At the World Economic Forum's annual meeting in Davos this week, the International Monetary Fund argued that while the outlook for this year and the next was better than previously anticipated, a recession may be closer than many acknowledge and that investors and policy makers should guard against complacency.
"The bull market seems to be steamrollering over everyone who has a bearish view," said Tim Adams, president of the Institute of International Finance, who was in Davos. "But there's a lot of complacency. There are termites in the foundation and a number of those are gnawing away at night."
Signaling other causes for concern a new report released on Monday by the United Nations showed global flows of foreign investment fell 16 percent in 2017 to $1.52 trillion, while the International Labor Organization said progress in reducing vulnerable jobs had stalled.
"If we have another financial crisis, there isn't even a plan A," with regard to what central banks would do, a Harvard economics professortold an audience during a panel entitled "The Next Financial Crisis" at the World Economic Forum in Davos, Switzerland (Jan 23)
Debate over housing finance reform has raged for ten years. A favorite argument of those wishing to preserve some version of Fannie and Freddie has been: Without Fannie and Freddie, there is not enough private capital to sustain the housing market. (Jan 23)
The issue of who pays for compliance is taking on added urgency with new financial regulations to fight money laundering and foreign corruption through increased transparency set to take effect in May (Jan 22)
The Cyber Cafe
Cybersecurity news every Friday
WEF launches cybersecurity center
In a bid to safeguard the world from hackers and growing data breaches - especially from nation-states - the World Economic Forum announced a new Global Centre for Cybersecurity to be headquartered in Geneva, Switzerland
Whether or not the White House choreographed the dollar's slide, it may have just declared open season on the currency.
German Chancellor Angela Merkel warned against the "poison" of populism that leads nations to look inward; French President Emmanuel Macron urged global elites to do more to narrow the inequalities that have resulted from global capitalism's excesses.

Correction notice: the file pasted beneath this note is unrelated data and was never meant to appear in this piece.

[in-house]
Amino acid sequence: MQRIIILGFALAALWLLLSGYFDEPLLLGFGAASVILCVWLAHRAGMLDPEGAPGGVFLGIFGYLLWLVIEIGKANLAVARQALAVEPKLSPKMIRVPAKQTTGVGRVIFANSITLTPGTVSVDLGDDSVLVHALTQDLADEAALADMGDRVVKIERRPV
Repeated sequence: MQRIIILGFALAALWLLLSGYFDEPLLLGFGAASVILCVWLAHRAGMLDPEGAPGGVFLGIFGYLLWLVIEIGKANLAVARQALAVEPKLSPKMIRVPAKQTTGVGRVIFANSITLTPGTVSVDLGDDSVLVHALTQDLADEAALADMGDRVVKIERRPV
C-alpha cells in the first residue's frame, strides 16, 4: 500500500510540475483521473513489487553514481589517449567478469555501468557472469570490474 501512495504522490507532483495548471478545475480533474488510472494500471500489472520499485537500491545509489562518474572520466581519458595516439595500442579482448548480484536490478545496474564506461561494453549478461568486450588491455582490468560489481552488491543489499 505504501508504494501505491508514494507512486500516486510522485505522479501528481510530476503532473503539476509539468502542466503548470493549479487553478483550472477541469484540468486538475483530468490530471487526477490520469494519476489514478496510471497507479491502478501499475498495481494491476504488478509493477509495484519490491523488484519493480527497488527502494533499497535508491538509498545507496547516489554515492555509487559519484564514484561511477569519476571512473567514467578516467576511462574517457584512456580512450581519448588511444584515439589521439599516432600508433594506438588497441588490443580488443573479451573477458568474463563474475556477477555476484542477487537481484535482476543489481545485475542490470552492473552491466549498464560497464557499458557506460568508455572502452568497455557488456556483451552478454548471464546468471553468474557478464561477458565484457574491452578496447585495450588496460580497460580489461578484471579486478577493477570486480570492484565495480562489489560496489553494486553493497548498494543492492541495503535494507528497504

Treasury Secretary Steven Mnuchin argued his dollar-weakening comments Wednesday were "consistent" with the U.S.'s long-standing exchange rate policy, and that he isn't concerned by short-term fluctuations in the greenback.
Theresa May isn't ruling out paying for access to the European single market after Brexit.
The IMF is aware there will be innovations but believes crypto-anonymity and its use to conceal illicit trades such as terror financing and money laundering is unacceptable.
Key takeaways from the U.S. President's speech:
Trump stuck to his America First theme, explaining that the U.S. will act in its best interests in trade and foreign policy
He expressed a willingness to negotiate not just bilateral trade agreements but perhaps a multilateral deal with some of the countries in the Trans Pacific Partnership
Made a sales pitch to global business leaders, boasting about his tax overhaul, efforts to reduce regulations and the strength of the country's colleges and universities
Binge reading disorder
Hand-curated, chosen with love.
Rolling back regulations often comes before a financial meltdown, according to 300 years of history
The blame for financial meltdowns often focuses on irresponsible traders and greedy bankers. But politicians, whose policies sometimes fan the flames, deserve scrutiny as well, according to a fascinating analysis of booms and busts since the 18th century
We are in the midst of a "tech-lash." For months, the leading internet companies have faced a wave of criticism
sparked by revelations that they unwittingly enabled the spread of Russian disinformation
that distorted the 2016 election. They are now beginning to listen.